It only takes the five pages of the prologue for this novel to establish itself as something dark and twisted with the promise of something brilliant about to unfold, but it’s the remaining 450 that embolden it to stand out and set itself apart with a plot that’s as richly imagined and refreshingly complex as the characters that inhabit it.
Because Dancing With The Tiger truly is a story of epic proportions, spanning, as it does, from the glittering world of gallery exhibitions at the Met to the undisturbed earth of an Aztec Emperor’s burial site beneath the streets of Mexico and all roads in between. The uncovering of the Death Mask of Montezuma by an American college dropout as he’s looting for artefacts to sell for drug money soon sparks a frenzy that sees art collectors, Mexican cartels and artists alike desperate to get their hands on the priceless mask. It is bought, sold, lost, stolen, traded and bought and sold again as it is passed through the hands of a seemingly unconnected group of people time and again under the unforgiving heat of the gruelling Mexican climate.
Fact checker Anna chases the mask in an attempt to escape her cheating fiancé and restore her father’s credibility, the looter wants it for the money its worth, drug lord Reyes wants back what was taken from him and art collector Thomas Malone wants it for his own macabre collection. Drawn into the fray are gardener Hugo, who’s drafted in by Reyes to secure the mask again through any means necessary and eliminate the competition, and artist Salvador, who made the mistake of running into a pretty American woman enjoying a margarita in the midday sun.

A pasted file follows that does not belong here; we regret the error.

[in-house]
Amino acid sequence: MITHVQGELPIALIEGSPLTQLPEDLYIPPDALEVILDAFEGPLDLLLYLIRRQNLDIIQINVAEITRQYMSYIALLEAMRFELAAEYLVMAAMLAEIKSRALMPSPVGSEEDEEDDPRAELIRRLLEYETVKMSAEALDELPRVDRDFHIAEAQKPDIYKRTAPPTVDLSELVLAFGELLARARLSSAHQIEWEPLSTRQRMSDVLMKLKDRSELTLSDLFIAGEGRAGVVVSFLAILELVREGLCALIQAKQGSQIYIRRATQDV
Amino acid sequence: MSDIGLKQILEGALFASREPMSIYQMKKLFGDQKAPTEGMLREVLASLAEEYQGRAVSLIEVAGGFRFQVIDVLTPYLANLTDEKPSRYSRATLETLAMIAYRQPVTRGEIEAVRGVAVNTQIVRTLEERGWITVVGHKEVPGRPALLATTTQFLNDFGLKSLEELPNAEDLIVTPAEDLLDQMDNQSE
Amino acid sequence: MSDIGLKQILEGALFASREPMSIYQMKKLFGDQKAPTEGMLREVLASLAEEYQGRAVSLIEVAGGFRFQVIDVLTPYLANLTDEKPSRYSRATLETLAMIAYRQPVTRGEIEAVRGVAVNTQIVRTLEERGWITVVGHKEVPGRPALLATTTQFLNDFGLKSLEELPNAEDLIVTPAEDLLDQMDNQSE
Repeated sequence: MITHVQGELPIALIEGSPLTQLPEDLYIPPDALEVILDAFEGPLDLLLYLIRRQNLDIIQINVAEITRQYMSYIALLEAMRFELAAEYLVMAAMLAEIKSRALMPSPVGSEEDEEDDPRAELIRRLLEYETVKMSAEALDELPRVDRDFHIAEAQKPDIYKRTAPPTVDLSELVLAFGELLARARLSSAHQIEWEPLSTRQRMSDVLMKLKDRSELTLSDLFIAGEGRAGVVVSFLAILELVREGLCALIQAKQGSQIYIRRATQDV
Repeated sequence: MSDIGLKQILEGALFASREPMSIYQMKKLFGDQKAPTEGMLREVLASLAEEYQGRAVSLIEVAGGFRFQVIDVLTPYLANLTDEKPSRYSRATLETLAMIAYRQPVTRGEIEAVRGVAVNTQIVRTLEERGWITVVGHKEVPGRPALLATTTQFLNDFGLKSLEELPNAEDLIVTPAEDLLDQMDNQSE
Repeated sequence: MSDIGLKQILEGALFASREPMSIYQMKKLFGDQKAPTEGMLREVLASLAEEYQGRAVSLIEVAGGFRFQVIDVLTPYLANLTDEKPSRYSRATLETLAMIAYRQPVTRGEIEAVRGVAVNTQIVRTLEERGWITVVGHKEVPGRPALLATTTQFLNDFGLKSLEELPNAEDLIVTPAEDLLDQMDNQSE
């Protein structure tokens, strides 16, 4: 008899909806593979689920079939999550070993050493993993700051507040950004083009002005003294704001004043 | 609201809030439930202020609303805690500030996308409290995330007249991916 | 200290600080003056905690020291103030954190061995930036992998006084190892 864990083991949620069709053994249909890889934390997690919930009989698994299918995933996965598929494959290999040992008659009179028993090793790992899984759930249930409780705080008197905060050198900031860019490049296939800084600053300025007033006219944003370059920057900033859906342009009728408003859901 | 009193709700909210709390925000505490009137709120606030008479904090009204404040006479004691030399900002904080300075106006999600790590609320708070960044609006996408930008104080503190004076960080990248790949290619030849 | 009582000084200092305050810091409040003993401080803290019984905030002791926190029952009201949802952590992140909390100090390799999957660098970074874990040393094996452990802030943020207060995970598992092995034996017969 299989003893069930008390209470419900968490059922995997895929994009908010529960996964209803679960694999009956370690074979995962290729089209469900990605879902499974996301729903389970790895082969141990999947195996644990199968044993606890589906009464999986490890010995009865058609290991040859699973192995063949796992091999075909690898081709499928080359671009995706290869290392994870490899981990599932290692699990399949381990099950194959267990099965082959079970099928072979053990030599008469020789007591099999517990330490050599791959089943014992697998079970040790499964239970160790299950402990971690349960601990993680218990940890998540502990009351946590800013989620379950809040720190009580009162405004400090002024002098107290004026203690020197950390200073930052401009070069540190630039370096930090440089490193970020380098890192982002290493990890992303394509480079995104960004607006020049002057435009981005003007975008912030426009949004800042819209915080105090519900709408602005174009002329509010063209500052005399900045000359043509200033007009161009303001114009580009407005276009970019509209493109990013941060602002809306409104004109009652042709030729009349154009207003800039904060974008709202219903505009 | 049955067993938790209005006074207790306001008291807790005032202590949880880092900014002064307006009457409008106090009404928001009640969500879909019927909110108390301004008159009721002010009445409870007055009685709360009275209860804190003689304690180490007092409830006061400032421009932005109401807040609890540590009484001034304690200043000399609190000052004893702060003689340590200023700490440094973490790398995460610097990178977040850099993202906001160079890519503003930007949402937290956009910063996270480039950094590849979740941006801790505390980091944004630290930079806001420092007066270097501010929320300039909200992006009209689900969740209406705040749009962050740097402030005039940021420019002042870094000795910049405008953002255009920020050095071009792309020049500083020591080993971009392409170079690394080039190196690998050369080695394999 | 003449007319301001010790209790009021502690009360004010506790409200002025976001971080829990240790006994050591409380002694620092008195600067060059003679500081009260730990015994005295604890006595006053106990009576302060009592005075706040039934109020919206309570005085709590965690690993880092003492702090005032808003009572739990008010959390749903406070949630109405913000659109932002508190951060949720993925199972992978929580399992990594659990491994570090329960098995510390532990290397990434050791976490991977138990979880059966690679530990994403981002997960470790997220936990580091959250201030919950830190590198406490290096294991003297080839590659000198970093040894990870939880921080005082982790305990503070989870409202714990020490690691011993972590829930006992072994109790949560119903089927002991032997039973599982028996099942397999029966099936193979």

With such a wealth of characters, you’d be forgiven for thinking this novel would present itself as a choppy mismatch of perspectives and stories being forcibly related to one another, and it is only through Lili Wright’s skilled plotting that prevents it from doing just that. Every character has a purpose and a role to play in events, which is an impressive achievement in a novel with such a large cast. Of course, that’s not to say that every voice played an equal role; Anna and the looter’s stories are compelling, fleshed out and keep you guessing, but the one or two chapters told from the point of view of Reyes or the young papershop girl who had an affair with Hugo feel a little random and misplaced when compared to some of the wider plot threads.But, more than its characters, this novel is Mexico, and is deeply rooted within its customs, language and culture. Everything from the exploration of the worship of Mexican saints – to the point that Santa Muerte herself gets a chance to speak in her own chapter – to the description of the people and the streets, and the Spanish phrases seamlessly threaded in to narrative and conversations is there to create a true impression of the place. It’s clear in reading it that Wright loves the country, and it’s hard for the reader not to feel the same way by the end of the novel, even with all the crime, murders and gang activity portrayed.
Powerful, gripping, captivating, unique… There are many words you can use to describe Dancing With The Tiger. By far one of the most interesting aspects of the novel is its fascination with masks, with hiding yourself in plain sight, with the power associated with putting on a performance of yourself. “A man in a mask,” we’re told, “is above the law. He makes his own rules, his own moral code.” Just how far that moral code takes you is a question many of these characters are faced with, and their responses vary just as wildly as the characters themselves, making for one fascinating read indeed.
But above anything else, it is an incredible story that has been incredibly well-told and one that refuses to let up while you’re reading. A sitting or two is all you’ll really need to get through this novel and it’s worth every engrossing moment of it.
Dancing With The Tiger was published by Harvill Secker on 14 July 2016.